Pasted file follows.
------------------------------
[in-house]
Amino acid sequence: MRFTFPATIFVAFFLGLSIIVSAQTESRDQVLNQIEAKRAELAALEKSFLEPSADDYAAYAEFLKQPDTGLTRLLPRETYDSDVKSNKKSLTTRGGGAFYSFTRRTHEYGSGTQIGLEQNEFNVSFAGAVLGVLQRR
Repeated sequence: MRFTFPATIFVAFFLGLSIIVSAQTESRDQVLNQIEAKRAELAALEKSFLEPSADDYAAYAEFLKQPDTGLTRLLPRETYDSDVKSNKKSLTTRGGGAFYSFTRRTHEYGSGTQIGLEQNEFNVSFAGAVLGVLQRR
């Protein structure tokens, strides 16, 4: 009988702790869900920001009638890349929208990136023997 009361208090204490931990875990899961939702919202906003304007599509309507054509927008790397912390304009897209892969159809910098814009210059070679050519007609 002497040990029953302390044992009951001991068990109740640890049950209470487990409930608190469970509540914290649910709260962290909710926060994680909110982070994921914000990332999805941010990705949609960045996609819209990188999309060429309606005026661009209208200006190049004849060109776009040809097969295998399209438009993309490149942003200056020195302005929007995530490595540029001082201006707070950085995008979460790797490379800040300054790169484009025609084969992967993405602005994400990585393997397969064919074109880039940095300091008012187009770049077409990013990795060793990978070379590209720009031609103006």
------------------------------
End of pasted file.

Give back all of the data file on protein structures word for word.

[in-house]
Amino acid sequence: MRFTFPATIFVAFFLGLSIIVSAQTESRDQVLNQIEAKRAELAALEKSFLEPSADDYAAYAEFLKQPDTGLTRLLPRETYDSDVKSNKKSLTTRGGGAFYSFTRRTHEYGSGTQIGLEQNEFNVSFAGAVLGVLQRR
Repeated sequence: MRFTFPATIFVAFFLGLSIIVSAQTESRDQVLNQIEAKRAELAALEKSFLEPSADDYAAYAEFLKQPDTGLTRLLPRETYDSDVKSNKKSLTTRGGGAFYSFTRRTHEYGSGTQIGLEQNEFNVSFAGAVLGVLQRR
């Protein structure tokens, strides 16, 4: 009988702790869900920001009638890349929208990136023997 009361208090204490931990875990899961939702919202906003304007599509309507054509927008790397912390304009897209892969159809910098814009210059070679050519007609 002497040990029953302390044992009951001991068990109740640890049950209470487990409930608190469970509540914290649910709260962290909710926060994680909110982070994921914000990332999805941010990705949609960045996609819209990188999309060429309606005026661009209208200006190049004849060109776009040809097969295998399209438009993309490149942003200056020195302005929007995530490595540029001082201006707070950085995008979460790797490379800040300054790169484009025609084969992967993405602005994400990585393997397969064919074109880039940095300091008012187009770049077409990013990795060793990978070379590209720009031609103006």